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Budget Policy Statement 2017

Executive Summary

The economy continues to strengthen under the Government's programme of consistent economic and fiscal management, and this is driving more jobs and higher wages for New Zealanders.

The 2016 Half Year Economic and Fiscal Update (Half Year Update) shows economic growth is expected to average around 3 per cent over the next five years. By 2020/21, the Treasury expects unemployment to drop to 4.3 per cent, another 150,000 jobs to be created, and the average wage to increase a further $7,500 to $66,000.

While the recent Kaikōura earthquakes have had a major impact on affected families and businesses, they are not expected to disrupt the overall momentum of the economy. However, they do highlight the importance of the Government's fiscal strategy - paying down debt in the good times so New Zealanders can be supported through challenging times.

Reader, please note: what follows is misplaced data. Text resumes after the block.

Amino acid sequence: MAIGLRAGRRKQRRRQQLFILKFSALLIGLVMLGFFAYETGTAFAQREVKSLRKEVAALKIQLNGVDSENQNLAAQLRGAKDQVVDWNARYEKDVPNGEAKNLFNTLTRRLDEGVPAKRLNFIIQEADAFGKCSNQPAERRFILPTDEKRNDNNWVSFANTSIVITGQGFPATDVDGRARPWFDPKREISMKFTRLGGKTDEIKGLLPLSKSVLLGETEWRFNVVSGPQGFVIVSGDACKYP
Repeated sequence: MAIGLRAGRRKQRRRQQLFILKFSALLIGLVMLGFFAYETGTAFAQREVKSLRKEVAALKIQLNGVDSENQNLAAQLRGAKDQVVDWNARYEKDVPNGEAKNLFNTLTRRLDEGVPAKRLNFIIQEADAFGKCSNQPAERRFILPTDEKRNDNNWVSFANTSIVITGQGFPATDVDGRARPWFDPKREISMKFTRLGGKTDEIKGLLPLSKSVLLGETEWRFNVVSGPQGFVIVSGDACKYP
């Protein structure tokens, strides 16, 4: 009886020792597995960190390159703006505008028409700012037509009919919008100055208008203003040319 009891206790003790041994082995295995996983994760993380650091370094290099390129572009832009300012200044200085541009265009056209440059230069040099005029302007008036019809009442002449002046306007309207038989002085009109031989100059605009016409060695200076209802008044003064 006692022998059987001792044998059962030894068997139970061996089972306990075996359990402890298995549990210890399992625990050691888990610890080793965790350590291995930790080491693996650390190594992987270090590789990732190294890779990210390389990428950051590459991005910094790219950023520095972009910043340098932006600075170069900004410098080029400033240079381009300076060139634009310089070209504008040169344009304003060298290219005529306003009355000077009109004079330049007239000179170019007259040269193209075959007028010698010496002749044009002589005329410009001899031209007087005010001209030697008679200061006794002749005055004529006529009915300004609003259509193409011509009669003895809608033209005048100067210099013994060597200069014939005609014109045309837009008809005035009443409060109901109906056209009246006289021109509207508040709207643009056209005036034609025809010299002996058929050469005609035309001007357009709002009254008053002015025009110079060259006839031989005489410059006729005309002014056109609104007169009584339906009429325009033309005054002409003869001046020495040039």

The Half Year Update forecasts include an initial assumption of $1 billion of net costs to the Government as a result of the earthquakes.

The operating balance before gains and losses (OBEGAL) is expected to be $473 million in surplus this year - including the provision for the earthquake costs - before rising significantly over the forecast period.

Despite rising surpluses, the Government remains focused on keeping tight control of spending so that it can pay down debt and support New Zealanders in the event of a future economic shock or natural disaster.

Net debt is expected to fall to 18.8 per cent of GDP in 2020/21, in line with the Government's target.

The Budget Policy Statement confirms that operating allowances remain at $1.5 billion per year in each of the next four Budgets.

The capital allowance has been increased from $900 million to $3 billion in Budget 2017 and to $2 billion in future Budgets to provide for a number of high quality infrastructure and investment projects.

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